Based on the hit television series. Jim Phelps (Jon Voight) was sent to Prague for a mission to prevent the theft of classified material. His wife Claire (Emmanuelle Béart) and his trusted partner Ethan Hunt (Tom Cruise) were members of Phelps' team. Unfortunately, something went horribly wrong and the mission failed, leaving Ethan Hunt the seemingly lone survivor. After he reported the failed mission, Kittridge (Henry Czerny), the head of the agency, suspects Ethan of being the culprit for the failed mission. Now, Ethan uses unorthodox methods (which includes the aid of an arms dealer going by the name "Max" (Vanessa Redgrave)) to try to find who set him up and to clear his name.Written by
The script that Tom Cruise approved called for a final showdown to take place on top of a moving train. Cruise wanted to use the famously fast French train, the TGV, but rail authorities did not want any part of the stunt performed on their trains. When that was no longer a problem, the track was not available. Brian De Palma visited railroads on two continents trying to get permission. Cruise took the train owners out to dinner, and the next day they were allowed to use it. For the actual sequence, Cruise wanted wind that was so powerful that it could knock him off the train. Cruise had difficulty finding the right machine that would create the wind velocity that would look visually accurate before remembering a simulator he used while training as a skydiver. The only machine of its kind in Europe was located and acquired. Cruise had it produce winds up to one hundred forty miles (two hundred twenty-five kilometers) per hour so it would distort his face. Exterior shots of the train were filmed on the Glasgow South Western Line, between New Cumnock, Dumfries, and Annan. Most of the sequence, however, was filmed on a stage against a bluescreen for later digitizing by the visual effects team at Industrial Light & Magic. See more »
(at around 1h 13 mins) After obtaining the NOC list, Ethan Hunt sends a meeting request to Max at the address Job 315. The original Usenet group and email was Job 314. This is not a goof but merely an increment in the passage number to indicate a new job. Indeed, Hunt then quotes from Job 315 at the end of his message to Max. See more »
[inside a compartment on the TGV, referring to stealing the NOC list from CIA headquarters]
Relax Luther, it's much worse than you think.
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The opening credits contain several plot points from the movie. See more »
The in-joke where Tom Cruise goes online with his laptop by typing in, not Usenet, but Crusenet, has been changed in the US DVD versions to where he types "internet access." See more »
Every now and again, you will come upon a film that you know really isn't the best movie in the world, or even a particularly good movie on its own. And yet, despite its glaring flaws and imperfectness and lack of completion, you do find yourself strangely attached to it because it has a charm to itself that keeps you interested. Call it a guilty pleasure.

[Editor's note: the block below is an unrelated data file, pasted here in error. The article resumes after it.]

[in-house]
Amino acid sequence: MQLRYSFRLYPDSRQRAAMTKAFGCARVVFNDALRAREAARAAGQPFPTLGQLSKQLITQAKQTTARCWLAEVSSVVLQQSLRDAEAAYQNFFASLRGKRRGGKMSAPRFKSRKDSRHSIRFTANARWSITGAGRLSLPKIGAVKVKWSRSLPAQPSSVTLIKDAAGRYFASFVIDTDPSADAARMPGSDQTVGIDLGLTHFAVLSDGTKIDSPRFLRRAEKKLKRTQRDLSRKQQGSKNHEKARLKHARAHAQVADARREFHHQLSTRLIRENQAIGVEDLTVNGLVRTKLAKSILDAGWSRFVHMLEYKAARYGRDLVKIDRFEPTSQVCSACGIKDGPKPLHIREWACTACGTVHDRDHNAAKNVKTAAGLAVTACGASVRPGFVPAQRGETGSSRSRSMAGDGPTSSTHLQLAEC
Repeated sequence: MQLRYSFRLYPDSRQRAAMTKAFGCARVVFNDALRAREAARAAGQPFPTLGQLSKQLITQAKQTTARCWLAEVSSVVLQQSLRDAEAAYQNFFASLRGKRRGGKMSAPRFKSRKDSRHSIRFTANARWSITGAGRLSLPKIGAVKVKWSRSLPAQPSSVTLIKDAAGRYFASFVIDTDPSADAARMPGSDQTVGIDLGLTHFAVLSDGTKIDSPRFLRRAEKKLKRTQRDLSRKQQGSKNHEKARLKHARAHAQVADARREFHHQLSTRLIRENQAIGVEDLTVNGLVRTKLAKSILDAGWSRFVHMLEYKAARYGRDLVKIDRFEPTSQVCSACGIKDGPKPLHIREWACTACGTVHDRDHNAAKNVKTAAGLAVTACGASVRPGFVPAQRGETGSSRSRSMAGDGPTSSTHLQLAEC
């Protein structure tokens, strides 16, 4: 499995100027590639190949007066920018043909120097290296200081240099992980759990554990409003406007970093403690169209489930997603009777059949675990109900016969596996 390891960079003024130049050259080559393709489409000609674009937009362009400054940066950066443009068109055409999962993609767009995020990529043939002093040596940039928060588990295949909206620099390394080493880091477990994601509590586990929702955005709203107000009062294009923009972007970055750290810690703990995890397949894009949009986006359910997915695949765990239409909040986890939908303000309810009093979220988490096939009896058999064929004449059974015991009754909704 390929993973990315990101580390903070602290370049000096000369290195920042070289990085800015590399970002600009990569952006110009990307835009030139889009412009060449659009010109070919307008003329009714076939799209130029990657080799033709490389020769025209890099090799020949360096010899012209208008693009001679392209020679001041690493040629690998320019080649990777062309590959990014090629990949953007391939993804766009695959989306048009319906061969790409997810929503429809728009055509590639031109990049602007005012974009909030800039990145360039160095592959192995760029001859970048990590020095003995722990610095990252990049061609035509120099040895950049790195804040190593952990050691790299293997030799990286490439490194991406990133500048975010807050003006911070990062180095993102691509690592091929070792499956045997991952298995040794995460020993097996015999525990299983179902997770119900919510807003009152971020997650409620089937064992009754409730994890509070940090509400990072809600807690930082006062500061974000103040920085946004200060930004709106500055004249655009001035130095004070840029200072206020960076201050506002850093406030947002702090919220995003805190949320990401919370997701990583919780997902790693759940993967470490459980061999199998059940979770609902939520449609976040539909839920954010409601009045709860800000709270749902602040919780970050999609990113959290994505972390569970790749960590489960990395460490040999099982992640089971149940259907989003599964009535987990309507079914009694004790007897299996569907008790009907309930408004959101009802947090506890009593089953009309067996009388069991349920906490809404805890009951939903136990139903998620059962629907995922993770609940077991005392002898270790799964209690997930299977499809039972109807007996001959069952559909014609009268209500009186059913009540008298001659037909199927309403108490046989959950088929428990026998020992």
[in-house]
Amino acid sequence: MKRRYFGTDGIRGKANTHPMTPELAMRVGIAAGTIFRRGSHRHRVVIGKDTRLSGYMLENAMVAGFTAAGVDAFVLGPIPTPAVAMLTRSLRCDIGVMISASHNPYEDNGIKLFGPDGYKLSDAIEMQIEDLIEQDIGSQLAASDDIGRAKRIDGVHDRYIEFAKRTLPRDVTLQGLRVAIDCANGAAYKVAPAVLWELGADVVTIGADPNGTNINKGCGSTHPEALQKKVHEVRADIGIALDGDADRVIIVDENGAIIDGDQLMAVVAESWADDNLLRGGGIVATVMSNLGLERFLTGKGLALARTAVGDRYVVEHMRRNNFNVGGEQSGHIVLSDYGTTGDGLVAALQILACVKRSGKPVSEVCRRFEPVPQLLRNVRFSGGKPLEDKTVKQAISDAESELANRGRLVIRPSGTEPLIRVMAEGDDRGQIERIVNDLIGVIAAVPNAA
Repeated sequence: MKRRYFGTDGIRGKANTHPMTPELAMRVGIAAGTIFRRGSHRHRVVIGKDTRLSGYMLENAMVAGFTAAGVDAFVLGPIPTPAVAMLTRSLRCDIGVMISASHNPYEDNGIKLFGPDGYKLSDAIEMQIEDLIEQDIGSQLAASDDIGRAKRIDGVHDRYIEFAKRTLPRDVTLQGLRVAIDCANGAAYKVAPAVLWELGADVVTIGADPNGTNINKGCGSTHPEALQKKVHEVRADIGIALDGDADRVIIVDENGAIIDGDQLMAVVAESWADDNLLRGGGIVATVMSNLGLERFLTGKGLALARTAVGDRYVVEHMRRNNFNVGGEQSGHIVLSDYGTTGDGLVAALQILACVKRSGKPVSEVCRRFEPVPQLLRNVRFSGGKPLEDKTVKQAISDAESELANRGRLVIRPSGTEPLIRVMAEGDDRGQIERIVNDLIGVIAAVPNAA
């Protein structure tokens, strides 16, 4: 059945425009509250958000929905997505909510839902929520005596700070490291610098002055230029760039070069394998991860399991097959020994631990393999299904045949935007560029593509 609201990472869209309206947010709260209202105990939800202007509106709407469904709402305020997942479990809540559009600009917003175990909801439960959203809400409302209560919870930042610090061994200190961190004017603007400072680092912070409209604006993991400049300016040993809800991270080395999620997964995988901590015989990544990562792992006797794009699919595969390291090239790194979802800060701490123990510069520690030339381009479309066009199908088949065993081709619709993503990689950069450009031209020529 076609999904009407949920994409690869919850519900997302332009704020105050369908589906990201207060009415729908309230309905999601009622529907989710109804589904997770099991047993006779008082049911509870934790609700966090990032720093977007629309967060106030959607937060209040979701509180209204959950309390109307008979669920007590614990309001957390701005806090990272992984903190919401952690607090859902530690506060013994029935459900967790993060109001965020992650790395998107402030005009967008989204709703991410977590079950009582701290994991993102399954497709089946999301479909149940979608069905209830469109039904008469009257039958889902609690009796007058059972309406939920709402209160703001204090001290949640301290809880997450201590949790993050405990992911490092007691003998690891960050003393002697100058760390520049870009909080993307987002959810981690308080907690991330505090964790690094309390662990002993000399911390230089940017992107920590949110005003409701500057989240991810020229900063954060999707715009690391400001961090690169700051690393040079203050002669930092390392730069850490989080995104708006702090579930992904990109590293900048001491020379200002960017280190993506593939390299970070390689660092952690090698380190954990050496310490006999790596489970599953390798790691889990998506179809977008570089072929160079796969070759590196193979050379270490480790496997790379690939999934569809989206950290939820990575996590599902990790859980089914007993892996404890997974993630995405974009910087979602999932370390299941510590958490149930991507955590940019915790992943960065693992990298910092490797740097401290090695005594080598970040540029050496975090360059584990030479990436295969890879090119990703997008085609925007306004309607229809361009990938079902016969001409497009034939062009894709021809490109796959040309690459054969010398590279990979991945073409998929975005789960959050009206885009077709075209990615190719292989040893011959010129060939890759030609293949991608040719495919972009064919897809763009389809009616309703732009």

Mission: Impossible is my guilty pleasure. It's based on a 1960s television series created by Bruce Geller and the movie with Tom Cruise is kind of like a mash-up between The Bourne Identity and the James Bond pictures. Basically, the standard spy movie. Tom Cruise plays a spy who is falsely accused of betrayal to his organization and finds himself working with some unlikely partners to track down the real mole in the system and expose him and clear his name. Now, this is a plot as old as the hills and Mission: Impossible works with it just as well as the others. Not enormously well, but on an acceptable level.
Tom Cruise is great as the film's action hero lead, unfortunately his supporting cast is quite uninteresting. Another defect worth noting is the film's convoluted plot, which sometimes is hard to follow. This is caused by a screenplay in need of revisions. That's one of the film's major weaknesses and really the reason why it's just a standard spy movie with lots of cool gadgets instead of something special.
But that's really my only significant complaint about Mission: Impossible. Those rather small, unimportant defects left aside, and leaving the movie to its own devices, it works out well especially in its action sequences. Again, it's all been done before, sometimes better sometimes worse, but that doesn't meant it's boring or overdrawn. In fact, sometimes it's very primal. There is one scene in particular that I found intense and suspenseful on a hair-raising level. The scene goes on for an unremittingly long time, keeping us on the edges of our seats, and the best thing of all is that it's silent. The filmmakers could have chosen to go along with some dark, heavy music or some ominous heartbeat sound effects to put us in the same shoes with the characters, but the fact that it's quiettoo quiet for our likingmakes it so much more compelling. I only wish the rest of the movie was like this scene. Then it really would have been special.
Nevertheless, De Palma's Mission: Impossible works out well for what it is and unless you're not a fan of the standard spy movies or action pictures in particular, of if you have your standards and hopes up too high, I imagine you will enjoy it. Again, it is kind of a guilty pleasure, but hey, it was a lot of fun.
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